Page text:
"Back in the olden times..." I used to love hearing stories of the olden times, and realized early that my childhood would once become my olden times, and tried very hard to hold on to those memories, so that one day I could retell them ... I wish I had started the telling earlier, and am sure I have lost some of the early good ones.
Stories like the summer days Dad would pile us all into the second hand 55 Chevy (aqua and white, of course) and drive south of the steaming city to Hull, where we would spend the morning ocean side at Nantasket Beach ... the real beach, not the amusement park. Oh, we saw the rides ... but they were never operating in the morning hours ... and we were on our way home by noon. As the waves came in and pushed us a bit further north each time, we had to stop and check the shoreline for our pile of belongs, and bring ourselves back to the spot. Once in awhile, a long stream of incoming tide's waves would find us body surfing farther and father north. Occasionally, one of us would be separated, and wander back onto the shore disoriented, and unable to find the pile and the family. We had a rule then, and it always worked... if you're lost, stand still, and someone will find you. If you walk around in circles, we'll no doubt be walking in another direction and never catch up with you. I still follow that rule today, and it still works ... I am always found if I stand still. (Years later, when I took my young daughter onto a beach crowded with many little girls in pink bathing suits, I would tie a helium balloon to her pony tail, and always be able to find her in the crowd...)
It was sometimes my job to remind Dad of when noon arrived ... he taught me to take a small stick or pencil, draw a plate-sized circle in the sand, and stand the stick up straight in the middle. It of course would cast a shadow in a north-westerly direction. In the early morning, the shadow would be long enough to reach the outer edge of the circle. As the minutes passed, the shadow would imperceptibly shift a bit to the right, moving eastward as the sun itself moved westward. If we had a watch, I would mark the passage of each hour, refining my sundial. But a watch wasn't necessary, because curiously, the shadow would also shrink in length, bit by bit, as the time passed. When the shadow was just a stump at the base of the stick, I knew it was noon, and would remind Dad. We would all gather up the towels and blankets and pile back into the car, careful to spread the driest towel on the back seat to catch the drips from our hair and suits. And we would ride back to the city, wipe the now dry sand off our feet, put on our sneakers, and go off to the neighborhood park for the afternoon. And Dad would kiss Mum goodbye and head off to the fire station for the evening shift. I don't remember lunch ... it must have happened, but I truly don't remember stopping between the beach hours and the park hours to eat, though I'm sure we must have done so.
At the park, the recreation workers would have board games like Parcheesi, checkers, Chinese Checkers (which usually involved pebbles rather than shiny marbles, as they were likely to disappear into pockets for shooting marbles later in the evening in the neighborhood. And there was another game, I forget its name ... sometimes we could use the cribbage - length wooden board with shallow bowls scooped into the wood and move the pebbles bowl to bowl, one by one ..."Mancala," maybe? But sometimes someone else had the wooden board, and so we would scoop holes in the dirt under a park bench and play the game there, finding our own pebbles and taking the pretty ones home.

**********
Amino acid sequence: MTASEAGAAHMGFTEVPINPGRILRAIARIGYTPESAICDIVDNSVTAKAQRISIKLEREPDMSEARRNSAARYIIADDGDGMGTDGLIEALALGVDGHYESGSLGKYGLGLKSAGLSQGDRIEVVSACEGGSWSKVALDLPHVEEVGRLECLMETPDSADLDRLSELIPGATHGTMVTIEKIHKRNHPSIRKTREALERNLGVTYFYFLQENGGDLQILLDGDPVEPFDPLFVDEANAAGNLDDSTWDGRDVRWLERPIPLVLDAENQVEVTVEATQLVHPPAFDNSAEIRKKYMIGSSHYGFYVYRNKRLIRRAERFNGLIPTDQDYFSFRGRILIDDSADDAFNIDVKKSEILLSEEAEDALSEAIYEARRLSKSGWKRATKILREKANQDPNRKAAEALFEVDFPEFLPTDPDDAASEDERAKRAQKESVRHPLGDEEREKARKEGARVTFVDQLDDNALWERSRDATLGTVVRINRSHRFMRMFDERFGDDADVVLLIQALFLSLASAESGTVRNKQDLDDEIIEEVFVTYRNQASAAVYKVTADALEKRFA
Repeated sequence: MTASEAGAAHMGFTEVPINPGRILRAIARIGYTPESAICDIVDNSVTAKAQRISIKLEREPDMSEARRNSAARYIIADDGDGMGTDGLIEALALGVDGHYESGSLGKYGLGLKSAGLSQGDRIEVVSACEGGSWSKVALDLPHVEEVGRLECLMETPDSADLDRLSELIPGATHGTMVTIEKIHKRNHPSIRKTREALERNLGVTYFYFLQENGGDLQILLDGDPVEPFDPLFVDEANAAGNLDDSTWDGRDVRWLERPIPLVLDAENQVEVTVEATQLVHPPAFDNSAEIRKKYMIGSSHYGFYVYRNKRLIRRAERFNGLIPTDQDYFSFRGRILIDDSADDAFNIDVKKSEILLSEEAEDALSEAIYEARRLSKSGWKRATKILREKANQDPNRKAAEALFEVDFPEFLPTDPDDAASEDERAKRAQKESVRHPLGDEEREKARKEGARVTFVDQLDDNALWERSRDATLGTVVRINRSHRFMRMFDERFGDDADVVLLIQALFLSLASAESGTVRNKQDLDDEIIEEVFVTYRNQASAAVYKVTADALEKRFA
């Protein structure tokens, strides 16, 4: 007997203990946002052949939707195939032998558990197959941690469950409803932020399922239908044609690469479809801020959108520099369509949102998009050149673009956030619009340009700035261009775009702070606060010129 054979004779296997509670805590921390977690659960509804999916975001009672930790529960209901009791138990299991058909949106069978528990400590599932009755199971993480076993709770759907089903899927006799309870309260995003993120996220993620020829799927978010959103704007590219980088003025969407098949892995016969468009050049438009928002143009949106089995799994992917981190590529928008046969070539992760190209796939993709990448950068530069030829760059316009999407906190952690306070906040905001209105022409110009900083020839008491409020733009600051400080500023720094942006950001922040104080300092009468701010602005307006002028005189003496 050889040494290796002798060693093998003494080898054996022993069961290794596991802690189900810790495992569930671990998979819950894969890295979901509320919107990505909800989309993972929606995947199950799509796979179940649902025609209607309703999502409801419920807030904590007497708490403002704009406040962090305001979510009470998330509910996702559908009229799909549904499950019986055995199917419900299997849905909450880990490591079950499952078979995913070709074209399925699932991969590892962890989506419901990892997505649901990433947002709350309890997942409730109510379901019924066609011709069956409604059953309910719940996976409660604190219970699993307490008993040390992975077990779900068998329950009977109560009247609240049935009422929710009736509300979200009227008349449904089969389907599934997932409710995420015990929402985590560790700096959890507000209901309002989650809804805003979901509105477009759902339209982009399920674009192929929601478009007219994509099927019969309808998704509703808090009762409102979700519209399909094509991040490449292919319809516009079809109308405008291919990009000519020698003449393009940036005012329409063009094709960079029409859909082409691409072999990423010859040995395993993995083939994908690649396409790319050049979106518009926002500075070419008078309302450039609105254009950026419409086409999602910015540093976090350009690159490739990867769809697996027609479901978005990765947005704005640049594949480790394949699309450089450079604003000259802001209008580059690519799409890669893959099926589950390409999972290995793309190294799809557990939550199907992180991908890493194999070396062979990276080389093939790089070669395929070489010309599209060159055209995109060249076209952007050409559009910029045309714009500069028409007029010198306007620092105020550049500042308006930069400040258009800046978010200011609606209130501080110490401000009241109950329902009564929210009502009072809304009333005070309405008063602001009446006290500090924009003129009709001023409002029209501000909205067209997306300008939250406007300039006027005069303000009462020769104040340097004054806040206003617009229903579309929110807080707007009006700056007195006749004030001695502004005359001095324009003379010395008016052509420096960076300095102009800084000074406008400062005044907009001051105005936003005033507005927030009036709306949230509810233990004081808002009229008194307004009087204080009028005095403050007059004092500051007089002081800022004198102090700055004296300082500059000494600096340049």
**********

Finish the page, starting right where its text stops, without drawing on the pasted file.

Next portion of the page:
Occasionally, on a very hot day, the workers would have Hoodsie cups and would distribute them with their wooden "spoons" or popsicles with their sticks, which could then be used in another game ... I forget what we did with those, but we used them ... we used everything we had, and none of it came with batteries, and anything lost or broken was easily replaced with another found something and imagination.
By August, routines were set, everyone knew how to rotate through what would later be called learning stations, taking turns with minimal arguments monitored by the "rec workers" (usually high schoolers earning a little cash for the summer. They were like lifeguards, without water ... bandaids and Mercurochrome, keys to the bathhouse, whistles around their necks ... but no water to guard. That was across another street.
Carson Beach had a long brick bath house that had once been used to detain World War II prisoners, or so we kids told each other ... there were free cold showers in the stalls, where we could rinse off after swimming in the calm, fairly warm ocean waters of the city beach. We competed in the water with jellyfish, and enjoyed watching them beach themselves as the tide went out, not realizing that within an hour or so they would become a dried remnant of themselves ... When we were a little older, we felt the need to rescue each jellyfish that beached, and returned them to our swimming area tenderly, only to watch them beach again. In time we gave up; as older kids we just stepped over them, oblivious to the the inevitable end of their life cycle.Though the adults continued to caution us not to touch them, no one was ever stung at Carson Beach.
We would go home as the sun left the eastern shore and the breezes were chilled by the late afternoon shadows of the city, and we would play games in front of the house until the street lights came on. I'll write of those games another time. This story belongs to the ocean, August, and kids who had independence and responsibility... "back in the olden times..."
Terry Palardy, August 27, 2010